Easter is well an truly over but this doesn’t mean the chocolate cravings and late night treats disappear from our thoughts. Chocolate is one of the worlds favourite foods and is often not eaten in small amounts either, so unfortunately for FODMAPers chocolate may be a no go. Today we provide a guide on how to eat chocolate safely on a low FODMAP diet, because no one deserves to miss out on their square, row or block, of choc.
Chocolate and FODMAPs
To stay safe the recommendations for chocolate consumption, and what FODMAPs they contain is outlined below:
- Dark chocolate 30g – 80g (Lactose) – 125g (Fructan)
- Milk chocolate 20g – 30g (Lactose) – 85g (Lactose)
- White chocolate 25g – 30g (Lactose) – 110g (Lactose)
I recommend trying to stick to plain brands to avoid higher risks of stomach upset. For a pricer option you could also aim for vegan and lactose free chocolate. Though these options may also contain some extra high FODMAP ingredients (i.e. honey, high fructose corn syrup, sugar alcohols). Therefore be careful and remember the laws of low FODMAP, read your labels and eat to your tolerance level.
For other foods and drinks such as chocolate flavoured milkshakes, desserts and biscuits its good to be mindful of the contents in the food as well as the amount your having. For example if its a home baked chocolate cake and you are aware of the ingredients, gobble it up, but if its some chocolate biscuits from the office cupboard, beware. These chocolate containing foods can also contain some of the big non-FODMAP triggers for IBS symptoms such as caffeine and a high fat content, or be rich in other high FODMAP ingredients, such as wheat.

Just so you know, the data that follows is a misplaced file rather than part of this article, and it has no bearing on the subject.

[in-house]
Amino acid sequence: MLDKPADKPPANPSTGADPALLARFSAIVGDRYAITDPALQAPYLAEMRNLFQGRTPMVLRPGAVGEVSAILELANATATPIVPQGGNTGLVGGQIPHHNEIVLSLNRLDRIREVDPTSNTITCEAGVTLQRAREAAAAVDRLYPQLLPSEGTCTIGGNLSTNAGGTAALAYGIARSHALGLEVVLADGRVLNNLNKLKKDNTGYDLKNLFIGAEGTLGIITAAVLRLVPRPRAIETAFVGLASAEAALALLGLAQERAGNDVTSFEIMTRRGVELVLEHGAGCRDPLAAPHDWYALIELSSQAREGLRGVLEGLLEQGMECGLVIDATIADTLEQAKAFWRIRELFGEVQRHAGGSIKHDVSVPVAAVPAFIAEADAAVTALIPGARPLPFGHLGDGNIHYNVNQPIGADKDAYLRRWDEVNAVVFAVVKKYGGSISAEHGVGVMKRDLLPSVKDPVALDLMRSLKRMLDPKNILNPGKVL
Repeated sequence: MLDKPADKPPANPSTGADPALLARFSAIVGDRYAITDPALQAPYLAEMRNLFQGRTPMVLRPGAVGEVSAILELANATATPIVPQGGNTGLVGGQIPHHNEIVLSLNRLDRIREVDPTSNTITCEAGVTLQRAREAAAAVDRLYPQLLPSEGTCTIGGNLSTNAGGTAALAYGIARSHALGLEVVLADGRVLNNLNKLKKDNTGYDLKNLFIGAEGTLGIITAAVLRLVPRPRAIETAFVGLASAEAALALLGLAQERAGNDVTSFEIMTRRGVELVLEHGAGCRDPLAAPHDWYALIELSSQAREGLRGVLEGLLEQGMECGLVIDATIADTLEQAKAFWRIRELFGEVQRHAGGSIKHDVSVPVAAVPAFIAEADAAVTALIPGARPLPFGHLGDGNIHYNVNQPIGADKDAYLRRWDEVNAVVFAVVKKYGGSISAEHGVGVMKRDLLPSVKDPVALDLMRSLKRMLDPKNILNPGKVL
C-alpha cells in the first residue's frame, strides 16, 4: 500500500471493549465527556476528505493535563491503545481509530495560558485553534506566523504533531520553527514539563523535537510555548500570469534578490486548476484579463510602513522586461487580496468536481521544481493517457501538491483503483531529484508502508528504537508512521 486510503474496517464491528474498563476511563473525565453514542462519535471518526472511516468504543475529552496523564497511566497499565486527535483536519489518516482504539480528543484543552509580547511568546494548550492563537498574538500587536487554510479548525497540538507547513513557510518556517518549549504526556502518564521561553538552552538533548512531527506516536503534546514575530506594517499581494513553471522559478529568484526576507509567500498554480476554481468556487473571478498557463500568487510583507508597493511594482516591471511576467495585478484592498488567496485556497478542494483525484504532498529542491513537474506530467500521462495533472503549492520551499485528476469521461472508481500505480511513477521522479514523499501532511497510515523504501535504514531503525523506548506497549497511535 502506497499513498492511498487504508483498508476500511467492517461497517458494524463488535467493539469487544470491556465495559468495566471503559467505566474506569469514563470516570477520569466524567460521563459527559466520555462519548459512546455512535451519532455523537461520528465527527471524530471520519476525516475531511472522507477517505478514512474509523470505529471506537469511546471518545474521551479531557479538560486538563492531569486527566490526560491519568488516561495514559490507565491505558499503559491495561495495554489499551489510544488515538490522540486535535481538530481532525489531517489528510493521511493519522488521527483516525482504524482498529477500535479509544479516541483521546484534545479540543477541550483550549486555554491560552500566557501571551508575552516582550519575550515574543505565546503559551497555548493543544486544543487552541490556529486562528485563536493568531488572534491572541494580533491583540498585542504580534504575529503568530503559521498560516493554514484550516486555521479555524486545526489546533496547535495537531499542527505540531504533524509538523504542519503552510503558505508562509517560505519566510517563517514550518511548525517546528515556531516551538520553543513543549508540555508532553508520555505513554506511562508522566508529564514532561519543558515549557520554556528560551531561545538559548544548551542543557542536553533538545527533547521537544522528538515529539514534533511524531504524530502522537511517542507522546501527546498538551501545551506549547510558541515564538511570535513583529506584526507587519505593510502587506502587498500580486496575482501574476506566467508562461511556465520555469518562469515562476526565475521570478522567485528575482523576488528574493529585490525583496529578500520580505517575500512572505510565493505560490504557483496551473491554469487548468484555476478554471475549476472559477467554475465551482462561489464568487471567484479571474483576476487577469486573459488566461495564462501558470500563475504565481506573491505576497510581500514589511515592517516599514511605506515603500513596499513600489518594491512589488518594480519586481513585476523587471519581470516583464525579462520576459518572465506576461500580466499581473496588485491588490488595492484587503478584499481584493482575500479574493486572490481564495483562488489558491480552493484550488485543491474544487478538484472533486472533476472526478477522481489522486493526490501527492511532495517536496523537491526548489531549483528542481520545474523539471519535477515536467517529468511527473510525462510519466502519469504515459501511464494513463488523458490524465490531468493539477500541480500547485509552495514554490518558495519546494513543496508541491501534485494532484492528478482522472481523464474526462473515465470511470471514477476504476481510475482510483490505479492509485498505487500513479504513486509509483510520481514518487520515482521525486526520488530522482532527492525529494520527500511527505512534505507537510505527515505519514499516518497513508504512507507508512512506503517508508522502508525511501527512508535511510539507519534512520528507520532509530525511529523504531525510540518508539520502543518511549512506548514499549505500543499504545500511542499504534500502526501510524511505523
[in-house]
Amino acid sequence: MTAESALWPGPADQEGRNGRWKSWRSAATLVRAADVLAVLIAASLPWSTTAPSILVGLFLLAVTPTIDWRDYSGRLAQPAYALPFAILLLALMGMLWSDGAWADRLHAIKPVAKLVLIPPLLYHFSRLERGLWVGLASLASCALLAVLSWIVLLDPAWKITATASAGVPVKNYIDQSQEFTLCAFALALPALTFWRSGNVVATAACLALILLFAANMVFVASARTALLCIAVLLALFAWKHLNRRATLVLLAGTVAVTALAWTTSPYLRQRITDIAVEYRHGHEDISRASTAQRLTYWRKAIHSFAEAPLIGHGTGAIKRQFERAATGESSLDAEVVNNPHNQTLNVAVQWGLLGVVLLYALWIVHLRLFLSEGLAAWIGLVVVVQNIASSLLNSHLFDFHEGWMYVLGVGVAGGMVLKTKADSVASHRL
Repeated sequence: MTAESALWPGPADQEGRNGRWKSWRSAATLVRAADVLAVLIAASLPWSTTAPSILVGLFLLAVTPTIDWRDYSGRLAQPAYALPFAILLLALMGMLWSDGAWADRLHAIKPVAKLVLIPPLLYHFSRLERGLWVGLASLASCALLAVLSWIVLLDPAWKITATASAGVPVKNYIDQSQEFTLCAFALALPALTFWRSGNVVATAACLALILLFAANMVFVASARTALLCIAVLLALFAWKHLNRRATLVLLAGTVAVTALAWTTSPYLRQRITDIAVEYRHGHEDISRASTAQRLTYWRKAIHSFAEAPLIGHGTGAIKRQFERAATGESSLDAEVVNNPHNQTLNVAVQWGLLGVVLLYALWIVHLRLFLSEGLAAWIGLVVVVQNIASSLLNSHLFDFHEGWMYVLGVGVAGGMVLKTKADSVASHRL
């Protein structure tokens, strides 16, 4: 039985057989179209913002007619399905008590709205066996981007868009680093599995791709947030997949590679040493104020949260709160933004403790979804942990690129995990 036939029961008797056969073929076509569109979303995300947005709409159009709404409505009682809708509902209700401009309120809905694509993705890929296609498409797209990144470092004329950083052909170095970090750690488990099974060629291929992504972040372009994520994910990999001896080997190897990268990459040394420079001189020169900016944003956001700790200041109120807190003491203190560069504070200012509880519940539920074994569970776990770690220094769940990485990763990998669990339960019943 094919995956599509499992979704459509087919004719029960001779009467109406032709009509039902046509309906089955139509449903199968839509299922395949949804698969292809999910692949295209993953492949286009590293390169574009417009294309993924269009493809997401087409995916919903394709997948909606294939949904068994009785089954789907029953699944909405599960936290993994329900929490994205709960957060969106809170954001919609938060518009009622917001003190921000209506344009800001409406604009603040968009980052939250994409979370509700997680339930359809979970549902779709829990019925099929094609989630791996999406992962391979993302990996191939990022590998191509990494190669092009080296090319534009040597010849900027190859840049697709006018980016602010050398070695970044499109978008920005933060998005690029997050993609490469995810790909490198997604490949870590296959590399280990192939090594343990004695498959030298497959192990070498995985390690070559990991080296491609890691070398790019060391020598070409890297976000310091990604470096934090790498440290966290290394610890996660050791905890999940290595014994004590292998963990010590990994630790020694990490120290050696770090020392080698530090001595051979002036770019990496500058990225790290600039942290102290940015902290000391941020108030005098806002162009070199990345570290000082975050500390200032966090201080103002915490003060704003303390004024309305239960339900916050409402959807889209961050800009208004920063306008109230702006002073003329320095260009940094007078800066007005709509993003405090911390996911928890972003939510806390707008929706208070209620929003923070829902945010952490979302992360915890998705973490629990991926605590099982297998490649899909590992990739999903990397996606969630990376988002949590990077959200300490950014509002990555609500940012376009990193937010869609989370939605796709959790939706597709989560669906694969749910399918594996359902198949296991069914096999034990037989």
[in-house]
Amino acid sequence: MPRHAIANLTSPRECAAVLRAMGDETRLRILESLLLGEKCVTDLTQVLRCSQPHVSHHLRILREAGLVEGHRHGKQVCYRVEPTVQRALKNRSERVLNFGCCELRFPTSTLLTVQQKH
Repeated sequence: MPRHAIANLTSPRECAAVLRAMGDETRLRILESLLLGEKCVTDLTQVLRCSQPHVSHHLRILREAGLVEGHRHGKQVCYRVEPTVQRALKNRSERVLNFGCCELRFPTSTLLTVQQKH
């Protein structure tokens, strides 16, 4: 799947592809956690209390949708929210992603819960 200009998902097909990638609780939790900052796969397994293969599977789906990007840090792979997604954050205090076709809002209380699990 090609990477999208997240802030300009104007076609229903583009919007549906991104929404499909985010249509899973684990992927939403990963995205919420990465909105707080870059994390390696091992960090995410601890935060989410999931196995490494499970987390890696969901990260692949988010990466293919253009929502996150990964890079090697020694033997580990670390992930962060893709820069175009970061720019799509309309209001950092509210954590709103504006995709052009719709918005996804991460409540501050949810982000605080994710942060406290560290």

There are ways around this, luckily you can have your chocolate and drink it too. Raw cocoa/cacao powder is considered low FODMAP in serves of 10g (2 heaped teaspoons) or less. Varieties containing 23%, 60% and 70% cacao in ‘drinking chocolate powders’ can be consumed safely. Add this to your cereal or smoothies for a nice chocolatey flavour without the excess sugar or fat from commercial blocks of chocolate.
Tip: If you are having a safe serving size of a chocolate flavoured sweet after a main meal, don’t forget about FODMAP stacking which can irritate your gut, causing uncomfortable symptoms. You can read more about FODMAP stacking here.
Chocolate based recipes
Cooking yield matters. Don’t forget if the recipe has a greater amount of FODMAPs per g from chocolate compared to the recommendations outlined above, its okay. For example 85g of milk chocolate would not be suitable for a recipe which creates 4 cupcakes, bur rather 8. Equalling 10.625 grams of milk chocolate per cupcake (safe).
Dark chocolate is your best bet, 85% to be exact. It can be consumed safely with a serving size of 30g. Often this is enough as well due to its intense flavour and bitterness. If you are switching from milk or white based chocolate to a dark chocolate, it may be best to test the percentage first. Start at a lower tier and work your way up to the 85% or higher. This is so it doesn’t turn you off straight away.
By Nathan Cook
Image sourced: @Pinterest
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